Ron Desantis (Taliban: Florida) has announced his campaign for President in a widely-mocked, glitch-filled Twitter appearance, so it may be time to re-read a February New Republic essay “A DeSantis Presidency Could Be Even Worse Than Trump.”
The sub-head is brutal: “Donald Trump was and is a lazy, ignorant narcissist. The Florida governor is a smart, motivated, very right-wing Catholic who wants to remake America as he imagines God wants it to be.”
The article preceded DeSantis’ precipitous plunge in the polls, and takes seriously the possibility of DeSantis capturing the GOP nomination. Back in February, before the general public became more familiar with DeSantis’ agenda (autocratic) and personality (wooden/off-putting/missing), the Florida Governor was viewed as relatively sane and intelligent, at least compared to Trump, and many in the public assumed that meant DeSantis would be a better president than Trump.
The following paragraphs from the essay reminded me of a gloomy conversation I had with a friend the weekend after the 2016 election. Her most hopeful prediction–which turned out to be very accurate–was that Trump’s manifest incompetence would prevent him from actually enacting much of the damage he was promising.
DeSantis differs from Trump in several ways. While Trump couldn’t care less about “critical race theory” or transgender people, and simply throws stuff into speeches at his rallies that get the biggest reaction, DeSantis is a deeply conservative Catholic and a true believer in the culture wars he engages in. The other key difference is that DeSantis is a Harvard- and Yale-educated lawyer, while Trump skated through a bachelor’s in business where one of his professors called him “the dumbest goddamn student I ever had.”
The damage Trump was able to do was limited by his lack of discipline, ignorance of how the system worked, laziness, and lack of motivation. He is simply a narcissist who likes feeling rich, powerful, and important. DeSantis, however, is none of these things. He is not lazy. He has discipline, motivation, and an intimate knowledge of how to use the system to get what he wants. DeSantis fully intends to remake America the way he believes God would want it to be, and his knowledge of law and governmental structure allows him to do it on a scale, and with a precision, that Trump could only dream about.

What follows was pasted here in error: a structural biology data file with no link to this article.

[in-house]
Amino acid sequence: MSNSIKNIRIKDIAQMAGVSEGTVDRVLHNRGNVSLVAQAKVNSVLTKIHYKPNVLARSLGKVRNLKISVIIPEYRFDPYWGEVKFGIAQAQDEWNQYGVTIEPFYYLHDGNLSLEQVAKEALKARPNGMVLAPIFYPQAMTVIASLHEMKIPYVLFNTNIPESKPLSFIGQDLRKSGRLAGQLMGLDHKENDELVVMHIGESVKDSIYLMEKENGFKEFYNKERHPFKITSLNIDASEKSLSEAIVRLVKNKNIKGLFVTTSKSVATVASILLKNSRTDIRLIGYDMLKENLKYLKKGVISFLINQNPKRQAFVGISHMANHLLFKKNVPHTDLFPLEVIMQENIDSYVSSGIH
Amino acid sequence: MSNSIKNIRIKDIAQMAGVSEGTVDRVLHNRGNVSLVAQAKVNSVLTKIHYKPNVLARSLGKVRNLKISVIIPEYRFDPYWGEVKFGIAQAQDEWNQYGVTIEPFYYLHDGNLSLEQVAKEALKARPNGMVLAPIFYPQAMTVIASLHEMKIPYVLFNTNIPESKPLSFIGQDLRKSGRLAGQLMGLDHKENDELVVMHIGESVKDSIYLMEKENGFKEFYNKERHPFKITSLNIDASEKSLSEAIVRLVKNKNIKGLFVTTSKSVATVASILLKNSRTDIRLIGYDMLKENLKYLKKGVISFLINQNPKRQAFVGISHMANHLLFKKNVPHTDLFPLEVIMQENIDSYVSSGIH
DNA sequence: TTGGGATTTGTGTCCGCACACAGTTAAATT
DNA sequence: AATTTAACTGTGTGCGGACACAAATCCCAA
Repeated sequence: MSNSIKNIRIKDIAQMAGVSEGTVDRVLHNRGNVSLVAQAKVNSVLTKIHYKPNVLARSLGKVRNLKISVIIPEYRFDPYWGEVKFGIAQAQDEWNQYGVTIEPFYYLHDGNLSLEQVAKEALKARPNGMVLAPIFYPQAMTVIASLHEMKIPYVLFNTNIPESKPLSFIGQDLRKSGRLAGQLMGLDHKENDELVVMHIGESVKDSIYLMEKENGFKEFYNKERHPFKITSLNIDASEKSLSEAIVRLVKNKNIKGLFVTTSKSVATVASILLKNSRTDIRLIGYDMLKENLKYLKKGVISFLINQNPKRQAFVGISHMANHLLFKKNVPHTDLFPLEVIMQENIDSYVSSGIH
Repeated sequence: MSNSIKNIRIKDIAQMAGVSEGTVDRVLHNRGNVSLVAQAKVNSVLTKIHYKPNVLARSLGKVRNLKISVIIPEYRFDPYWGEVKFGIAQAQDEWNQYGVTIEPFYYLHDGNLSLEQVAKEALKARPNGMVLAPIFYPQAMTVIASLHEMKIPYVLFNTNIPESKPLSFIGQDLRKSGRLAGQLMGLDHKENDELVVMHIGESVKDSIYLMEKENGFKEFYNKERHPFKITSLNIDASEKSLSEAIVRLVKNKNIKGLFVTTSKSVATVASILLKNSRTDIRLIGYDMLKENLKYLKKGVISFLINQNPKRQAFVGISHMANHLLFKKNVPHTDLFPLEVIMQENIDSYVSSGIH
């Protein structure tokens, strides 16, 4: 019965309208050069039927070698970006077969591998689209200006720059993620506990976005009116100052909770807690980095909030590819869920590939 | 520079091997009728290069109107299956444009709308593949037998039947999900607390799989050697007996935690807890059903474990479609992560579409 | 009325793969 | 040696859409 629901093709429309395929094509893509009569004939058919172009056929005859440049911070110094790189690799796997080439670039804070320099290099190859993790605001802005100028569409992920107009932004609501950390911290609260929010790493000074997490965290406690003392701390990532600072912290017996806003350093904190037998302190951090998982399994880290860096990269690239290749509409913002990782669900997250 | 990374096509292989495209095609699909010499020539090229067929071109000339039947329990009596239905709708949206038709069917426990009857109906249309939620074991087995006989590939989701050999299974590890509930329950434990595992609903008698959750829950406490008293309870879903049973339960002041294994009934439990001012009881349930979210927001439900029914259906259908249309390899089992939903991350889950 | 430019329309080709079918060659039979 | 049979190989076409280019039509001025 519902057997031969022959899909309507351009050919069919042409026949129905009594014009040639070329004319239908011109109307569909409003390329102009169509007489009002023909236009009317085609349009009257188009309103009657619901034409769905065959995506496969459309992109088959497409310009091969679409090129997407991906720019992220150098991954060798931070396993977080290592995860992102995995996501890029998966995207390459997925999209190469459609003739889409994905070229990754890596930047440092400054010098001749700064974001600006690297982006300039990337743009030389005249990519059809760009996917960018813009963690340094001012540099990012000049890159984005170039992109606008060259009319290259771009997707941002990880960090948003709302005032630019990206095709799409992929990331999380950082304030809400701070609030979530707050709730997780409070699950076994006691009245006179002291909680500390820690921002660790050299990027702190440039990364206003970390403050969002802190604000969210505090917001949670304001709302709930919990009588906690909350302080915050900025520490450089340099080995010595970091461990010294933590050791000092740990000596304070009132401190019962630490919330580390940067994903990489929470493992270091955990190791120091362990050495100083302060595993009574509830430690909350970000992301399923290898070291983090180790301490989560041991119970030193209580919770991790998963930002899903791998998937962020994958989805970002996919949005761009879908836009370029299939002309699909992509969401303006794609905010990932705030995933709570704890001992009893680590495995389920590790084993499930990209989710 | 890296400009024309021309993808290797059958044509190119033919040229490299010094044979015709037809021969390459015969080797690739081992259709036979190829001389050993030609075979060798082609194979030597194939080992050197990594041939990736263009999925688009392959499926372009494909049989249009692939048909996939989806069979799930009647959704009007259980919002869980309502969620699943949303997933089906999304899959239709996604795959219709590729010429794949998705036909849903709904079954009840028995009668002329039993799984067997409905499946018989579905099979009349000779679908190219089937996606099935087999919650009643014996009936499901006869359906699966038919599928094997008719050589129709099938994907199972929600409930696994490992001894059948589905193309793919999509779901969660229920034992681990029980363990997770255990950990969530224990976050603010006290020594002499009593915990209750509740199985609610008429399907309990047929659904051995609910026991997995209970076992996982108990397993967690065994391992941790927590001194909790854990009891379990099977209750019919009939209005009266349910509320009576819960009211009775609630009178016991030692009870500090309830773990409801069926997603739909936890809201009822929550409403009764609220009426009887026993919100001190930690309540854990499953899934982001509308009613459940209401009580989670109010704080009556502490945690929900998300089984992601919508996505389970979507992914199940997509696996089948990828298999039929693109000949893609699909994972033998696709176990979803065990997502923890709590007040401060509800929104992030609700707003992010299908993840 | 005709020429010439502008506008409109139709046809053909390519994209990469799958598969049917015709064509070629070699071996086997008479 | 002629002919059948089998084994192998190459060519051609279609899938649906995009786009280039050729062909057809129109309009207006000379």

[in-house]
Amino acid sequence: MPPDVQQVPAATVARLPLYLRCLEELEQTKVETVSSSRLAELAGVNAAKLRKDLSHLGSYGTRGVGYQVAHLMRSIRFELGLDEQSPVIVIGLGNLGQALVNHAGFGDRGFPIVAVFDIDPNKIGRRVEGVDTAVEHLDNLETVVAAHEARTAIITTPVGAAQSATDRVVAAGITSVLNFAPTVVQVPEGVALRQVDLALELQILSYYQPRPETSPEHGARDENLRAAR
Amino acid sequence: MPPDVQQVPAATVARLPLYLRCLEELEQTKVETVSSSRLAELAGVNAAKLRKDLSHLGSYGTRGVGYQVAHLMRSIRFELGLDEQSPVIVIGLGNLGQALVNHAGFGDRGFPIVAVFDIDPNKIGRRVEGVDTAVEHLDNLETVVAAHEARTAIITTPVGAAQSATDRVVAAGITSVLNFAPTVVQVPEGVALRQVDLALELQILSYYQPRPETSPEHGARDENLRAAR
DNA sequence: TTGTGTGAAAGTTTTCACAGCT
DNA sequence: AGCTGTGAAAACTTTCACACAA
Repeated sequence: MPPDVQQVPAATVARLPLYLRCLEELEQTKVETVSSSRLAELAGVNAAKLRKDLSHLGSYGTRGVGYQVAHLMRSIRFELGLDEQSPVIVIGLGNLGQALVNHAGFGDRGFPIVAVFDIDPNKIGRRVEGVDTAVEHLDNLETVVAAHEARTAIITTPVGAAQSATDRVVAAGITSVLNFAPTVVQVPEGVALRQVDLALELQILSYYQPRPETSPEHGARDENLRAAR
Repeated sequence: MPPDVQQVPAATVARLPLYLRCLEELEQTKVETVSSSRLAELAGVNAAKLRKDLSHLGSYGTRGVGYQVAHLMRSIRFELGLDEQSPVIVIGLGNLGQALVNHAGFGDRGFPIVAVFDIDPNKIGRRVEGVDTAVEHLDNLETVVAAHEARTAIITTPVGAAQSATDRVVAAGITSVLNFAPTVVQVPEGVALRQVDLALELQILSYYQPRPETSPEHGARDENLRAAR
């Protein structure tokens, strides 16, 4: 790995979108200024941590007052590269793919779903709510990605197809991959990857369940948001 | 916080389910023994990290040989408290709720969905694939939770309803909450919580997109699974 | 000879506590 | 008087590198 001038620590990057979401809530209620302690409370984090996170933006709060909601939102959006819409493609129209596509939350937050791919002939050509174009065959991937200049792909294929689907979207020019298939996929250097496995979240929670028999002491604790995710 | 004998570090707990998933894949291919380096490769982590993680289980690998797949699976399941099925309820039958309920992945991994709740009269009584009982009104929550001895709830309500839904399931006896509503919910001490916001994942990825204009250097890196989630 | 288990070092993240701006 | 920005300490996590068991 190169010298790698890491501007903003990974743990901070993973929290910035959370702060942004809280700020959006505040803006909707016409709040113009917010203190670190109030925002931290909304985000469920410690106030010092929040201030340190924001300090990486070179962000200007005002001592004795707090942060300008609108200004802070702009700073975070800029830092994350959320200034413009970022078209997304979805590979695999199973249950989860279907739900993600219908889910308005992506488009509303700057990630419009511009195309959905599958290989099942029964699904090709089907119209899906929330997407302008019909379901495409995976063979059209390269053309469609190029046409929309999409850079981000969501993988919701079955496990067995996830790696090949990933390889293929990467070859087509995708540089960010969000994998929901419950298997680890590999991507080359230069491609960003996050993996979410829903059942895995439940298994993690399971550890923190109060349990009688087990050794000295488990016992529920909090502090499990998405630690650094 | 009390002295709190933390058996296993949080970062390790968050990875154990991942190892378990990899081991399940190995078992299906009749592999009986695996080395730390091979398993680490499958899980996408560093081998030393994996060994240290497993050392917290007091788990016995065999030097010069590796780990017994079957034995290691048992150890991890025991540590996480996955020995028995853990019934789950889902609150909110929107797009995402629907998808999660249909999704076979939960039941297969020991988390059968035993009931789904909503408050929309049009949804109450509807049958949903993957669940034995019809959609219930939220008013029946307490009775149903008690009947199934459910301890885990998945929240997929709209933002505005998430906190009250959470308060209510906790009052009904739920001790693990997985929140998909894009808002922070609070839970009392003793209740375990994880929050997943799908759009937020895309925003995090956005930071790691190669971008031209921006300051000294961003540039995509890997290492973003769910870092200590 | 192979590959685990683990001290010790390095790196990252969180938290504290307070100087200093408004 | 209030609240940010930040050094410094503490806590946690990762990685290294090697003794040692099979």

The essay noted that DeSantis was pursuing what it called “one of the most aggressively authoritarian agendas in the country” by using two primary strategies: “capturing the referees and strategic ambiguity.”
DeSantis quietly packed both the Florida Board of Medicine and the New College Board of Trustees with ideological fellow travelers to bend institutions to their will. The Board of Medicine now includes campaign donors, Catholics who substitute the Vatican’s positions for that of professional medical organizations, and proponents of conversion therapy, while the surgeon general of Florida is an anti-vaxxer.
The strategy is to move the decision-making process out of the public spotlight by giving important decision-making authority to people who can’t be held accountable at the ballot box. (Diane Ravich recently noted that DeSantis had gutted Florida’s open records law–another ploy to keep that “capture of the referees” hidden from public view.)
And that “strategic ambiguity”?
DeSantis has made persistent war on “woke” education–from public schools to state universities.
The DeSantis administration swore up and down that the “Florida Parental Rights in Education Act” (the “Don’t Say Gay” law) was simply there to protect vulnerable young children from being exposed to dangerous or obscene ideas, images, or writing. In reality, it was deliberately vague and overly broad. When schoolteachers and librarians reached out for guidance on what is allowed, they were met with silence by the DeSantis administration. This left them with the choice: Do we remove everything from school libraries, or do we risk the potential legal consequences of annoying his administration?
Back when we had a legitimate Supreme Court, employment of this tactic was repeatedly struck down for creating a “chilling effect,” that violated the First Amendment.
The article lists a truly terrifying number of ways a DeSantis administration could use these strategies in support of a radically Rightwing culture war agenda. I would encourage you to click through and read it all if I thought this little martinet had a realistic chance to be President, or even the Republican nominee. But since February, when this essay was published, Americans have learned a lot about Mr. DeSantis.
Current polling reflects the public’s response to DeSantis’ repetitive attacks on “wokeness” and the strategic stupidity of picking a stubborn, petty fight with Disney (Florida’s largest employer and largest tourism draw), among other unforced errors.
And really, no one wants to have a beer with this guy.